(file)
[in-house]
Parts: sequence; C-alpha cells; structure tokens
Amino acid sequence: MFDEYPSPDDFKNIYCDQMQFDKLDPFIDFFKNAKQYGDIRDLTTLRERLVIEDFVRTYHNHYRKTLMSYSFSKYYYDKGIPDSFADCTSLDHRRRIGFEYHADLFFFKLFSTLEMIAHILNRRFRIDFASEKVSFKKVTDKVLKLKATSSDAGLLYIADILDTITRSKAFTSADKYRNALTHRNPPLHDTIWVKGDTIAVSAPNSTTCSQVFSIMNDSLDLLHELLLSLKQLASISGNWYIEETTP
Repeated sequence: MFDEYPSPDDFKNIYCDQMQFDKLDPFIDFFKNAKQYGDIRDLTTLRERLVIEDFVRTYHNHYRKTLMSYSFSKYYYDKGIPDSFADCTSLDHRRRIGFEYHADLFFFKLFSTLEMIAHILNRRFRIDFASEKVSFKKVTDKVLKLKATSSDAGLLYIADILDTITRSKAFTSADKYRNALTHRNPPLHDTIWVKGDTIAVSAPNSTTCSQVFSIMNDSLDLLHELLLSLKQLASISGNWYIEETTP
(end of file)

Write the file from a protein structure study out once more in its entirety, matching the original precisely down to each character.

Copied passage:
[in-house]
Parts: sequence; C-alpha cells; structure tokens
Amino acid sequence: MFDEYPSPDDFKNIYCDQMQFDKLDPFIDFFKNAKQYGDIRDLTTLRERLVIEDFVRTYHNHYRKTLMSYSFSKYYYDKGIPDSFADCTSLDHRRRIGFEYHADLFFFKLFSTLEMIAHILNRRFRIDFASEKVSFKKVTDKVLKLKATSSDAGLLYIADILDTITRSKAFTSADKYRNALTHRNPPLHDTIWVKGDTIAVSAPNSTTCSQVFSIMNDSLDLLHELLLSLKQLASISGNWYIEETTP
Repeated sequence: MFDEYPSPDDFKNIYCDQMQFDKLDPFIDFFKNAKQYGDIRDLTTLRERLVIEDFVRTYHNHYRKTLMSYSFSKYYYDKGIPDSFADCTSLDHRRRIGFEYHADLFFFKLFSTLEMIAHILNRRFRIDFASEKVSFKKVTDKVLKLKATSSDAGLLYIADILDTITRSKAFTSADKYRNALTHRNPPLHDTIWVKGDTIAVSAPNSTTCSQVFSIMNDSLDLLHELLLSLKQLASISGNWYIEETTP